• The suspending agent in the water-microsphere suspension functions to prevent separation of the microspheres from the water and to maintain a homogenous suspension while being stored. In accordance with the present invention, the suspending agent is selected from microfine or colloidal materials or gel forming polymers. Examples of microfine or colloidal materials which can be used are selected from carbon black, lignite, brown coal, humic acid, fumed silica, precipitated silica, polyvinyl alcohol latex, styrene-butadiene latex. Of these, carbon black is presently preferred. The polymers which can be used are selected from carragenan, scleroglycan, xanthan, guar, hydroxypropylguar, hydroxyethylcellulose, carboxymethylhydroxyethylcellulose and copolymers or terpolymers of acrylamidemethyl propylene sulfonate, N,N-dimethylacrylamide and acrylic acid. Of these, carragenan is preferred.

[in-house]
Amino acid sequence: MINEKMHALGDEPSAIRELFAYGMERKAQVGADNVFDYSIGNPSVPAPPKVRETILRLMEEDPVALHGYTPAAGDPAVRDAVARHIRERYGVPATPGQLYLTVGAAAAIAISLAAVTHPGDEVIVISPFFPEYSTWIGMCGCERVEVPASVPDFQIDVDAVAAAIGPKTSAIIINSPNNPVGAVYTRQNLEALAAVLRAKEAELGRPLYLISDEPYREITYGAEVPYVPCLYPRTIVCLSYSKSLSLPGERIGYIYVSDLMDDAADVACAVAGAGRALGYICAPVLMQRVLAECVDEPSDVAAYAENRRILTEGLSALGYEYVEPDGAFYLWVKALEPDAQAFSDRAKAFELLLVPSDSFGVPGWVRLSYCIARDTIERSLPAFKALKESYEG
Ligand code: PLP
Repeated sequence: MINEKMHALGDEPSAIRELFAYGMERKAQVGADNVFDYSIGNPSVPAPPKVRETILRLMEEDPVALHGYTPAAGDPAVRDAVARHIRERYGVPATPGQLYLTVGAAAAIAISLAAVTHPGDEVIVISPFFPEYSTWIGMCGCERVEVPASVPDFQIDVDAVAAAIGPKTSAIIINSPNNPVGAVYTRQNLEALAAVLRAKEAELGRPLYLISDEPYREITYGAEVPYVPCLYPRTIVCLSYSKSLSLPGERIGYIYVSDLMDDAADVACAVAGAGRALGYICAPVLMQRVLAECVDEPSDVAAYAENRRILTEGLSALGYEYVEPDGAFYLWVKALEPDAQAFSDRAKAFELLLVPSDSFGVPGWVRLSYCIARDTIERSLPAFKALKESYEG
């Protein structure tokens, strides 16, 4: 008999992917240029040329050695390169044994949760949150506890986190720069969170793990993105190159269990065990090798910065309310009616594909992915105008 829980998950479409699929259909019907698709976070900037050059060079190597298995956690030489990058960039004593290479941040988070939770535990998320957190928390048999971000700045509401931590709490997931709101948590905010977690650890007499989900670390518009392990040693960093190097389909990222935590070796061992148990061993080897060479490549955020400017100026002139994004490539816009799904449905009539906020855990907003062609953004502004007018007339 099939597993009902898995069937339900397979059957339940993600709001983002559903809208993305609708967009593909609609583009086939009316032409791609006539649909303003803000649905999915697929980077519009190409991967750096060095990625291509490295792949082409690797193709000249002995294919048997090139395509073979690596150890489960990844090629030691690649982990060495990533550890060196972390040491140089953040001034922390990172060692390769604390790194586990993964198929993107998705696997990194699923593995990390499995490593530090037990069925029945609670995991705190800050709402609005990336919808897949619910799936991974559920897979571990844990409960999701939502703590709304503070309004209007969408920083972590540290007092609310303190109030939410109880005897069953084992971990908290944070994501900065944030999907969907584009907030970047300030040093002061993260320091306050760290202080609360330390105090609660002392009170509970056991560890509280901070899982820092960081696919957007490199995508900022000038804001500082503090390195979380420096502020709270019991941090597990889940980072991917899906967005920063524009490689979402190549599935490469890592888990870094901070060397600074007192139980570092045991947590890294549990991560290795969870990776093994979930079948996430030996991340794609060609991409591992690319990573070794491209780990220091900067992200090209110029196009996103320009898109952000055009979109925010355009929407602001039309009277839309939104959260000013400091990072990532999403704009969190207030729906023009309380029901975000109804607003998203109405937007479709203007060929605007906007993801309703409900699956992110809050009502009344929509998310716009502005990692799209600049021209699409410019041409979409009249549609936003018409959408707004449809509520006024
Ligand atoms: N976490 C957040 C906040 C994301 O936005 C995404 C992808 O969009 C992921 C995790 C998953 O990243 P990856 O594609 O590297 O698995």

• When the suspending agent is a microfine or colloidal material as described above, the microfine or colloidal material is preferably included in the water-microsphere suspension in an amount in the range of from about 25% to about 75% by weight of water therein, more preferably in an amount of about 49%. When the suspending agent is a polymer described above, the polymer is preferably included in the water-microsphere suspension in an amount in the range of from about 0.1% to about 1.5% by weight of water therein, more preferably in an amount of about 0.5%.
  • The methods of cementing a well bore of the present invention are basically comprised of the following steps. A water-microsphere suspension for reducing the density of a well cement composition comprised of water, microspheres and an effective amount of a suspending agent selected from the group of microfine or colloidal materials and gel forming polymers is stored. Thereafter, the water-microsphere suspension is combined with a cement composition comprised of a hydraulic cement and water. The cement composition including the water-microsphere suspension is introduced into a well bore and the cement composition is allowed to set therein.